Sadiq Ahmed and Praful Patel, South Asia Region, The World Bank
Originally published in The Daily Star, November 28, 2007
THE awarding of the 2007 Nobel Peace Prize jointly to former U.S. Vice President Al Gore and the United Nations Intergovernmental Panel on Climate Change (IPCC) ought to be roundly applauded. Through their work they have put on the global table critical knowledge needed to appreciate the urgency in fighting the menace of climate change.
They have shown that tackling climate change is no longer an esoteric long-term issue pursued by environmentalists at the expense of slowing down world development. On the contrary, urgent global action to manage climate change is an important element of a long-term strategy to eliminate global poverty and hunger.
An influential work, the "Stern Report on the Economics of Climate Change," commissioned by the UK Treasury that was released in October 2006 provides substantive arguments why paying attention to climate change now makes very good economic sense. Despite the controversy surrounding the report regarding some of the assumptions and the choice of the social discount rate, it would be irresponsible to ignore the call for urgent global action to fight climate change.
Arguably, few regions in the world are more at risk from climate change in terms of adverse impact on the poor than South Asia. The reasons are easy to see when one pays attention to the possible adverse effects of climate change identified by the panel of world experts working on the 4th IPCC report, which was last updated in September 2007. The possible consequences could include:
Melting glaciers on the Himalayan-Hindu Kush mountain ranges. According to Oxford University climatologist Mark New, over the past 30 years snow cover and ice cover may have been reduced by 30 percent in the eastern Himalayas. There is now a real risk that these glaciers might disappear altogether in the coming decades.
The rapid melting of glaciers is initially expected to contribute to excessive water flow and flooding in the region. Eventually, the full loss of glaciers, if it happens, would have a severe affect on the availability of fresh water in the three mighty rivers: Indus, Ganges, and Brahmaputra (and other smaller tributaries); these rivers are the life-line for an estimated 500 million people in India, Pakistan, and Bangladesh. Much of this population is very poor.
The associated loss of farm production, water for human needs, fisheries, river transport, and livelihood will be devastating.
The coastal population in South Asia is already facing a serious flooding problem from rising sea level due to climate change. Even under conservative assumptions, the sea level could rise to 40 cm higher than the present level by the end of the 21st century and submerge a huge area of the South Asian coastal belt. Over 70 million people living along the coastal belt will be forced to relocate, causing tremendous human misery. The threat is particularly serious for Maldives and Bangladesh.
Clearly, climate change poses a serious risk to poverty reduction in South Asia, and ought to be a central issue underlying national level poverty reduction strategies. Given the regional/global nature of the issue, action at the country level alone will not do. Only sustained collective action at the regional level coordinated with global efforts and combined with country specific interventions will help bring about the required changes. Climate change management will require action on several fronts.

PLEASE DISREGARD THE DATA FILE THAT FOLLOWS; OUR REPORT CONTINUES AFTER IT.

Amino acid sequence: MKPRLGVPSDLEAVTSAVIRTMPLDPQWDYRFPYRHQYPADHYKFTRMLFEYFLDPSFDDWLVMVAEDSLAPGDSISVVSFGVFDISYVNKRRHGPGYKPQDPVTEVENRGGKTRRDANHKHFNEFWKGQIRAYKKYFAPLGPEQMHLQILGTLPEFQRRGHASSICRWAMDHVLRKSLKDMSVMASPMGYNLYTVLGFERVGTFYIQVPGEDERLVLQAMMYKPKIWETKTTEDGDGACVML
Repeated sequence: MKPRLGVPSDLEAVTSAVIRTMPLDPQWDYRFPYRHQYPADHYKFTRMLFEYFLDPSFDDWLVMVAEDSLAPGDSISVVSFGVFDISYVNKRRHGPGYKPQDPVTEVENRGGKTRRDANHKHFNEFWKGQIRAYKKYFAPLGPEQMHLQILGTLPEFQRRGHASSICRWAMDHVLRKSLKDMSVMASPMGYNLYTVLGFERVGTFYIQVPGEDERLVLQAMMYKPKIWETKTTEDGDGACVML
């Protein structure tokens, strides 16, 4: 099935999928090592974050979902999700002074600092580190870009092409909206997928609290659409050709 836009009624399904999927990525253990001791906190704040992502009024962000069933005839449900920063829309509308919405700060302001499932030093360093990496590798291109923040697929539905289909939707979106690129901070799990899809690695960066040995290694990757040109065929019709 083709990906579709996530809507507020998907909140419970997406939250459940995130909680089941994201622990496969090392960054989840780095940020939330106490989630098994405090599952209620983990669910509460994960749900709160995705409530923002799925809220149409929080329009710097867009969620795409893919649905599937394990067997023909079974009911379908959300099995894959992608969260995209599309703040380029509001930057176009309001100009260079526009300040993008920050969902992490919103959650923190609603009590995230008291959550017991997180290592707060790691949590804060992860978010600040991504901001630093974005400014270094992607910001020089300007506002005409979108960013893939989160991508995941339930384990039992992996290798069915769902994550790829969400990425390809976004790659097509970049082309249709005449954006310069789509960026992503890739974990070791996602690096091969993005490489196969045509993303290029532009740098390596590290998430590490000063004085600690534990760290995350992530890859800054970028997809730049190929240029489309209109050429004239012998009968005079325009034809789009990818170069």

South Asia is still a small contributor to global carbon emission in per capita terms. As such, it has a justifiable claim in its favour to a fair distribution of the cost of mitigation and adaptation to climate change. Yet, rapid economic growth in the region, especially in India, and growing demand for energy is contributing to a rising incidence of carbon emission on aggregate that needs to be managed.
In general, concerted efforts are needed to reduce the emission of carbon dioxide and other greenhouse gases through more sustainable use of energy, improved forestry management and better urbanisation. India is already taking steps to achieve a low carbon growth path. It could play a lead role in continuing to pursue this and also set an example for the world's major carbon emitters.
A major factor contributing to India's carbon emission is the rapid growth in energy use based on coal and oil as primary fuel. Other countries, like Bangladesh, Bhutan, and Nepal have very good gas-based or hydro-power supply potential. More energy trade at the regional level, based on use of hydro-power and natural gas along with lower reliance on coal and oil, will be win-win for all.
Greater regional voice and activism in global fora to influence international action on climate change, including equitable cost sharing arrangements, and seeking better international funding for climate change agenda in South Asia, and stronger participation in carbon trading and other related global facilities.
Given the ongoing adverse effects of climate change, reflected in frequent natural disasters in the form of floods and drought, and the growing cost of inaction, the urgency for taking action cannot be over-emphasised. South Asian governments ought to seize this opportunity as a common agenda and get together to develop a long-term regional strategy for effective management of climate change with a view to securing poverty reduction on a sustainable basis.
The authors are with the World Bank, Washington D.C. The views expressed in this article are their own and do not necessarily reflect the views of the World Bank Group.